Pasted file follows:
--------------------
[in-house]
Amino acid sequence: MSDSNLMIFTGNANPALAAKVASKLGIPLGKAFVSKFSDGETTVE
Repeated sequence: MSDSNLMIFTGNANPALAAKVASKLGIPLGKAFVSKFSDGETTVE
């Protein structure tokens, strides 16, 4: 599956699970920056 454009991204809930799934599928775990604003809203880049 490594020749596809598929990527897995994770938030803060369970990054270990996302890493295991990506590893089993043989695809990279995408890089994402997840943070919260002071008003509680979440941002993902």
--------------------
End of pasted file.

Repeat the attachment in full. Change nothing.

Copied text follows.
[in-house]
Amino acid sequence: MSDSNLMIFTGNANPALAAKVASKLGIPLGKAFVSKFSDGETTVE
Repeated sequence: MSDSNLMIFTGNANPALAAKVASKLGIPLGKAFVSKFSDGETTVE
């Protein structure tokens, strides 16, 4: 599956699970920056 454009991204809930799934599928775990604003809203880049 490594020749596809598929990527897995994770938030803060369970990054270990996302890493295991990506590893089993043989695809990279995408890089994402997840943070919260002071008003509680979440941002993902």